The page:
Wilbert Montgomery says he has no hard feelings toward Ravens

Veteran running backs coach Wilbert Montgomery broke his silence Friday, one week after parting ways with the Ravens' coaching staff.

Montgomery, 59, told The Baltimore Sun Friday evening that he harbors no hard feelings toward the Ravens.


"It was a good six years in Baltimore," Montgomery said. "It was a good run, but I understand why it's time for me to move on. I wish those guys well and hope they have a great season and wish them well. Things, they do run their course.

"It's no big deal. I've been around for a long time, as a player and a coach. I'm OK. It doesn't bother me. I'll be fine."


The Ravens finished 30th in the NFL in rushing during an 8-8 season where they failed to qualify for the playoffs one year after winning the Super Bowl, averaging just 83 yards per game and ranking last with a 3.1 average per carry.

As running backs Ray Rice (hip flexor, quadriceps) and Bernard Pierce (shoulder, knee, hamstring, toe) dealt with injuries and the offensive line struggled to create holes, the Ravens finished with 1,328 rushing yards for the lowest mark in franchise history. The previous low point was 1,589 yards during the 1997 season.

"I'm glad it didn't happen with me [leaving] during the season, but I will miss those guys," Montgomery said. "We did the best we could and things just didn't go our way this year."

Montgomery said that he hasn't been contacted for any job interviews yet, but intends to coach next season, perhaps with Ravens offensive coordinator Jim Caldwell should he land a head-coaching position after interviews with the Detroit Lions and Tennessee Titans.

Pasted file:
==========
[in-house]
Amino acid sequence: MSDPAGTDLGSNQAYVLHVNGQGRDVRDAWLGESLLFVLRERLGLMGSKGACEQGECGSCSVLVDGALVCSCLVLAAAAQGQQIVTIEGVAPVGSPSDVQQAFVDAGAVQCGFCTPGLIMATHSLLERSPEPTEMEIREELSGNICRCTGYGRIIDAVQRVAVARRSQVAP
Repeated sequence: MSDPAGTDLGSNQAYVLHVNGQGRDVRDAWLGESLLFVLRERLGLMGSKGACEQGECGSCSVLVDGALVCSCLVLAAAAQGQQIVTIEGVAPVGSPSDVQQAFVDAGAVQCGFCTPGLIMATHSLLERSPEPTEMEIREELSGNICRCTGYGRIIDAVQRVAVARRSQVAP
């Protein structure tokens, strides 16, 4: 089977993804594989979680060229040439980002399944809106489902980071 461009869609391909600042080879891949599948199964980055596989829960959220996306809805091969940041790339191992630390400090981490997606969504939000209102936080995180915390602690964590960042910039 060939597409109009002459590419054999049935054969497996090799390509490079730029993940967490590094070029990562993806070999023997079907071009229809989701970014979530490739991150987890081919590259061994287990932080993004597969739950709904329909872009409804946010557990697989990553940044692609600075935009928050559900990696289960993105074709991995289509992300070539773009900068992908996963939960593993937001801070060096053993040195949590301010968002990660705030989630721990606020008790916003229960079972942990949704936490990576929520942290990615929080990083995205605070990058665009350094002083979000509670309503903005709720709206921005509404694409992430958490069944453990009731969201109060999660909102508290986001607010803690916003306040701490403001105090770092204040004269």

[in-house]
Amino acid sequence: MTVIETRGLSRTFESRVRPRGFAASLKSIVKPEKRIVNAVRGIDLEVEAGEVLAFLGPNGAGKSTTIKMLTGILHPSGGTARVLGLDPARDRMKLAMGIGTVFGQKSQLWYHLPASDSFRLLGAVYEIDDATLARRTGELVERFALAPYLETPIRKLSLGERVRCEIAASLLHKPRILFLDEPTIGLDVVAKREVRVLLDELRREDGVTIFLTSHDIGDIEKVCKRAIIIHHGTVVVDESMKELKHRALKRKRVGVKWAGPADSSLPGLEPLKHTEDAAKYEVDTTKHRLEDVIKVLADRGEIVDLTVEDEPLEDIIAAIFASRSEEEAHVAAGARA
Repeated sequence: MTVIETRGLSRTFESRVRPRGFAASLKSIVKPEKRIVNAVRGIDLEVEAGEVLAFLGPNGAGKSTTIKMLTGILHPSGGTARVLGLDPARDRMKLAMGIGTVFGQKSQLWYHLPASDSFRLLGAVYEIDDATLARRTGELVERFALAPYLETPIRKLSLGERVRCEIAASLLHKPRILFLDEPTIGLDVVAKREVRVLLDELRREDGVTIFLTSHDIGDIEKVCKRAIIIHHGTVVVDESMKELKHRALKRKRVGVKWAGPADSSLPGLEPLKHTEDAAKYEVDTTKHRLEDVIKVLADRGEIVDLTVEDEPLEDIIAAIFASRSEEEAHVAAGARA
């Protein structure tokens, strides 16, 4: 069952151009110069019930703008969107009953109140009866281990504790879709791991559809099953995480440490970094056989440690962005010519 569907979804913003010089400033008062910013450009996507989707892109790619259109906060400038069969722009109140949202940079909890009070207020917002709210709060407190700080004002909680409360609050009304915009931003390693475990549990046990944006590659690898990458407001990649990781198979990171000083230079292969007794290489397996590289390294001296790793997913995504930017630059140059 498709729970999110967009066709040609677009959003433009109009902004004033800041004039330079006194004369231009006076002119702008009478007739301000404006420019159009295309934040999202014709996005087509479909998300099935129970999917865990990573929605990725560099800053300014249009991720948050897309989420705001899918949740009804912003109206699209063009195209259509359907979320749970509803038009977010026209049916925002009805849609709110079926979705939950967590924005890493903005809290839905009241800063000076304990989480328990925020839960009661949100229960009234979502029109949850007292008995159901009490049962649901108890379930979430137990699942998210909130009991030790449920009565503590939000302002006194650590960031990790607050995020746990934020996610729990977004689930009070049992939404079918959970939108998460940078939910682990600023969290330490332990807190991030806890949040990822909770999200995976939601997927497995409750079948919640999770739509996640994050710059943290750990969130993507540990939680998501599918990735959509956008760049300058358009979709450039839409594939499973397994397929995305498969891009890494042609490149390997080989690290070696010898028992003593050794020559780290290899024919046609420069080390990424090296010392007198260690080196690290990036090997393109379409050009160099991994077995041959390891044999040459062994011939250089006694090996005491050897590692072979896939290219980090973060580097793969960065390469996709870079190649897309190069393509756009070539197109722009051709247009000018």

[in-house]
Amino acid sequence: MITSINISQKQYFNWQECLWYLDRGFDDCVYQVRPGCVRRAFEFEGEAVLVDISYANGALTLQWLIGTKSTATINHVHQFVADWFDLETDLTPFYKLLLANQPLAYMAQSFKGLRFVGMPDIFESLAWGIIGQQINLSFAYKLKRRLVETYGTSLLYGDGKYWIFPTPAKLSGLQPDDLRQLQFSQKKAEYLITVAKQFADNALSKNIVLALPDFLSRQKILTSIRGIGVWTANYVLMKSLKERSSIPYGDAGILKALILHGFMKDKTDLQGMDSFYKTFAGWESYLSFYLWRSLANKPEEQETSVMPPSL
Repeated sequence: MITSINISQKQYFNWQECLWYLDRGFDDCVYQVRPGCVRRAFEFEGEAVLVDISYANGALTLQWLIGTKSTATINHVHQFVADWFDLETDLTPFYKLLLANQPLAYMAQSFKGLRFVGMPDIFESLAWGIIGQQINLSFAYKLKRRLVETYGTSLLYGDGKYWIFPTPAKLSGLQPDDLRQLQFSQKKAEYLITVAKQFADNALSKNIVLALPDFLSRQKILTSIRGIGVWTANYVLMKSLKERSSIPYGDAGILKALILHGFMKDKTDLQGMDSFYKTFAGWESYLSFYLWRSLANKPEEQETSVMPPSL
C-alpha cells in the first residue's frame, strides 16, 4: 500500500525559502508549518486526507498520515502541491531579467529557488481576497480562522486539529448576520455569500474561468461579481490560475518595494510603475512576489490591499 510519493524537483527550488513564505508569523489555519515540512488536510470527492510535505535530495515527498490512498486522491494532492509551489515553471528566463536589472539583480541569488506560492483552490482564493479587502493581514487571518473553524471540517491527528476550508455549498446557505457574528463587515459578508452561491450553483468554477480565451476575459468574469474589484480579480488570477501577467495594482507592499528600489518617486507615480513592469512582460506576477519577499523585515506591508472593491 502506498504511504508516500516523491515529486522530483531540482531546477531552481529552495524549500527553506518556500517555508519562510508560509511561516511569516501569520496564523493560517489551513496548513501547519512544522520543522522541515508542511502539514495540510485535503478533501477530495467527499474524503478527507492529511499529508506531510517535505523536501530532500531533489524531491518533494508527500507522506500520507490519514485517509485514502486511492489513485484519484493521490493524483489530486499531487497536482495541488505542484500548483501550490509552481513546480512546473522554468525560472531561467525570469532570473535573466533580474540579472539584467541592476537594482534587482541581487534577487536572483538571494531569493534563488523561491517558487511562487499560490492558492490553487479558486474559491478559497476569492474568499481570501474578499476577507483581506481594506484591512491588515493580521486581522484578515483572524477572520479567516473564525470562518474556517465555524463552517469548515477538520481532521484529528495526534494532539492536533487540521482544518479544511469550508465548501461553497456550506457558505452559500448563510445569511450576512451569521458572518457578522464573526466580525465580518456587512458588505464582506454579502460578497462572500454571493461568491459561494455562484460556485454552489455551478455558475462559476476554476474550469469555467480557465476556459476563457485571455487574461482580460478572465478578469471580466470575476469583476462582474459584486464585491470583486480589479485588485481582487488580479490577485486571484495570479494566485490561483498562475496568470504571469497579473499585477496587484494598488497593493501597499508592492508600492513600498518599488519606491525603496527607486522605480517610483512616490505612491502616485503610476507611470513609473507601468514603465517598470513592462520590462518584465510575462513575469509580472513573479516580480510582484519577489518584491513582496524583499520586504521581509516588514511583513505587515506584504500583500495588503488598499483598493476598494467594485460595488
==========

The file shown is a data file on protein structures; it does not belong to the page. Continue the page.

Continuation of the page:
"Jim has been out there pounding the pavement," Montgomery said. "I'd definitely be interested in working with him again. Jim is a great coach and a great person."

Montgomery's departure represents the only change to the coaching staff since the season ended other than coach John Harbaugh announcing Wednesday that Juan Castillo will return as the offensive line coach and will no longer have the title of run-game coordinator.

More changes are expected to the staff, though, depending on what happens with Caldwell.

When asked about Castillo, a former Philadelphia Eagles assistant coach, Montgomery said: "Juan's a good guy and a good coach. You can't change everything right away. Juan is a good teacher and he can help those guys a lot."

Montgomery is a two-time Pro Bowl running back who played nine seasons in the NFL and rushed for 6,538 career yards with the Eagles as their franchise career leader. He has coached 17 seasons in the NFL, including a stint with the St. Louis Rams where he coached Marshall Faulk and Steven Jackson, and two years with the Detroit Lions prior to being hired by the Ravens.

When Harbaugh announced that Montgomery wouldn't return last week, he issued a statement that Montgomery had decided to pursue other coaching and life opportunities.

"I want to thank him for everything he did for our organization," Harbaugh said. "Wilbert has been a tremendous coach for the Ravens, and he has played an integral role in the success we've experienced over the past several seasons. I have a great deal of respect for the person Wilbert is, not just as a coach, but also as an outstanding family man and someone who inspires everyone around him.

"In addition to his knowledge of the game and ability to connect with his players, Wilbert brought a passion to the Ravens that helped our team — and the individuals on it — reach tremendous heights."



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